According to a new study from trade credit insurer Euler Hermes, UK-based companies in sectors which are highly dependent on the European market including the chemical, automotive, machinery and equipment sectors,will be hardest hit by an EU exit, if new Free Trades Areas (FTA) are not created.
Chemical companies would potentially lose £7bn in sales and would be followed by the machinery sectorwith a £3.5bn loss and the automotive industry a £3bn loss. Ana Boata, European economist at Euler Hermes said“The chemicals industry is one of the most important exporting sectors in the UK, with £55bn of goods sent abroad each year, but British companies are already under immense pressure to become more competitive against high growth markets in the US and Asia, while also battling higher R&D costs and a strong pound in recent years. With over half of the chemical industry’s exports heading to the EU, any decision to break away from continental trading partners would have knock-on effects on the supply chain and put jobs at risk. The figures emphasise the importance of negotiations to secure an FTA in the event of Britain leaving the EU.”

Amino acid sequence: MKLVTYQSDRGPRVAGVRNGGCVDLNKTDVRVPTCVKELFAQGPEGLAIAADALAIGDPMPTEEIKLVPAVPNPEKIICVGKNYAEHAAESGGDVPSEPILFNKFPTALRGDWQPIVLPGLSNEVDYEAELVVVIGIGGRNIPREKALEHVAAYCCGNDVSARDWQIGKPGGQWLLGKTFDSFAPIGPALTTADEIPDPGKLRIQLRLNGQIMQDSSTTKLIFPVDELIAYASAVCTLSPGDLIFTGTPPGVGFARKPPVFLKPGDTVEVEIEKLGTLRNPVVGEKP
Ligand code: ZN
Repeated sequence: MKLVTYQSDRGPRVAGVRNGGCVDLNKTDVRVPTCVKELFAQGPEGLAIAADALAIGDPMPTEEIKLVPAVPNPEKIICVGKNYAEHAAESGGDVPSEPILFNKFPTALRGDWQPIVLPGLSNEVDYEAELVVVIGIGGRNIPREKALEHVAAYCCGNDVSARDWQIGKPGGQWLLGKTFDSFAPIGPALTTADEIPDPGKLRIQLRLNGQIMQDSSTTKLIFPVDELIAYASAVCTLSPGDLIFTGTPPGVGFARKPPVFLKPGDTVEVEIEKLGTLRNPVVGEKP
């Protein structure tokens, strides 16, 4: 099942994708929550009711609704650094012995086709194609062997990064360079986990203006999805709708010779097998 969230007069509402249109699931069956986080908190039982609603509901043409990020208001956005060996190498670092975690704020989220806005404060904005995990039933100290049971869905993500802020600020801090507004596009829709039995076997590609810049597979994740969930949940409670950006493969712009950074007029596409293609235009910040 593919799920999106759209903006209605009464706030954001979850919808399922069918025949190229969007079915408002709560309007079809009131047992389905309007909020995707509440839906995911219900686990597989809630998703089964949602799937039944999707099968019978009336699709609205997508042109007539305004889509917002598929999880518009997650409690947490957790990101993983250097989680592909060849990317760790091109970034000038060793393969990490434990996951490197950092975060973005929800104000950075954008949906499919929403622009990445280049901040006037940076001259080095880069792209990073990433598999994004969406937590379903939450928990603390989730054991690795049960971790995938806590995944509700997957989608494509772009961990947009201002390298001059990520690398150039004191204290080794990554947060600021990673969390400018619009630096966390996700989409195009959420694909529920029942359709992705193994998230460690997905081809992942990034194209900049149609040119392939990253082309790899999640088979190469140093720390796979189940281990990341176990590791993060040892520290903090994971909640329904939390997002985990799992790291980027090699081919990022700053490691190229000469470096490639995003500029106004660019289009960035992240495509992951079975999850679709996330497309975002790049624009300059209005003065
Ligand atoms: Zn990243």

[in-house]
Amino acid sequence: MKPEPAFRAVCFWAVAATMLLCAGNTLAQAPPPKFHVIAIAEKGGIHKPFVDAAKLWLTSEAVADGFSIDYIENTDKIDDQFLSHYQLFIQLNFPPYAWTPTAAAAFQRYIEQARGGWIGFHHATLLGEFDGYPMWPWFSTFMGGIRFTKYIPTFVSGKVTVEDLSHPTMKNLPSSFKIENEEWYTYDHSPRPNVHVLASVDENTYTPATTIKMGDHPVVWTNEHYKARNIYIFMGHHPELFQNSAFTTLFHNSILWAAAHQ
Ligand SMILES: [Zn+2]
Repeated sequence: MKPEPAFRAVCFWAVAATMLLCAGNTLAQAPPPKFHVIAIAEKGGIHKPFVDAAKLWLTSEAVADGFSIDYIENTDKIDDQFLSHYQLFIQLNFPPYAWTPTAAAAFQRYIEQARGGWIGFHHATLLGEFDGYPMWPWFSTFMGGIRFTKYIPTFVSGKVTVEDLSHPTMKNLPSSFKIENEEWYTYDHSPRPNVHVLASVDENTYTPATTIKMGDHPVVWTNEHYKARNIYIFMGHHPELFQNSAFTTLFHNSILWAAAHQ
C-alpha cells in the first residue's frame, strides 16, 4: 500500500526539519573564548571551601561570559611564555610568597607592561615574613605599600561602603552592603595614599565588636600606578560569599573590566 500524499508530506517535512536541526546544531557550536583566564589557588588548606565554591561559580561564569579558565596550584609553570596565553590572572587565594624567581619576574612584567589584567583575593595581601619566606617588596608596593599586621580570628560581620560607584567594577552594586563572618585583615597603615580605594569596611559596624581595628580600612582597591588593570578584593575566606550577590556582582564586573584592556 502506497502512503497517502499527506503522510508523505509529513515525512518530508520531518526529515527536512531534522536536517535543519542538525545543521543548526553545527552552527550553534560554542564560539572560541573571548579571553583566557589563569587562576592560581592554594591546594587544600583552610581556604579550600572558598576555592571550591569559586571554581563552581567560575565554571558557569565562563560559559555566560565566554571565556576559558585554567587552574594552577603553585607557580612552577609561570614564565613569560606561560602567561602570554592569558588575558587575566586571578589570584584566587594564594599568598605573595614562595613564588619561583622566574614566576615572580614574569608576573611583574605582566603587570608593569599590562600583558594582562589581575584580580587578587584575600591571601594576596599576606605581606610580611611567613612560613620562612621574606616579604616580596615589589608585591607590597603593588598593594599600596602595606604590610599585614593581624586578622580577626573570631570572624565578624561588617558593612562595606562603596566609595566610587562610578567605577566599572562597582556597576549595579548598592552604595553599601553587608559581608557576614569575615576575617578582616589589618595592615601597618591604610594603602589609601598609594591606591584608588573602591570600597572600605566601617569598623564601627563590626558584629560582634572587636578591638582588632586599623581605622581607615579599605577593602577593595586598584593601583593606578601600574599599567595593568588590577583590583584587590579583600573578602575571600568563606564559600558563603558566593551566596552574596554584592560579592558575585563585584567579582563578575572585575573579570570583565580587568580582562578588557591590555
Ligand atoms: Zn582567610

The core scenario suggests the UK is most likely to remain within the EU, minimising disruption to trade. However the report also highlights the impact on British companies under two ‘leave’ scenarios: first with a new FTA in place and then without an FTA. It identifies direct export losses, falling margins due to higher import and financing costs, and international divestment as the three main factors that could lead to a contraction in exports. Even with a new FTA in place, chemical companies could still see a drop of up to £2.5bn in exports, while machinery and equipment, and automotive industries would each witness a £1.1bn contraction.
Euler Hermes estimates that in the ‘worst-case scenario’ of a Brexit without an FTA, the turnover of British companies would contract by -1% per year on average, compared to a current predicted growth rate of +4% on average after 2017 if the UK remained in the EU. The report suggests that this could result in losses of up to £30bn or 8% of UK total goods exports, a gap which even when offset by trade with Commonwealth countries would take at least 10 years to fill. Under this scenario, the trade balance deficit, already at a record high level, would widen by £35bn to £180bn within 12 months of the formalisation of a UK exit from the EU.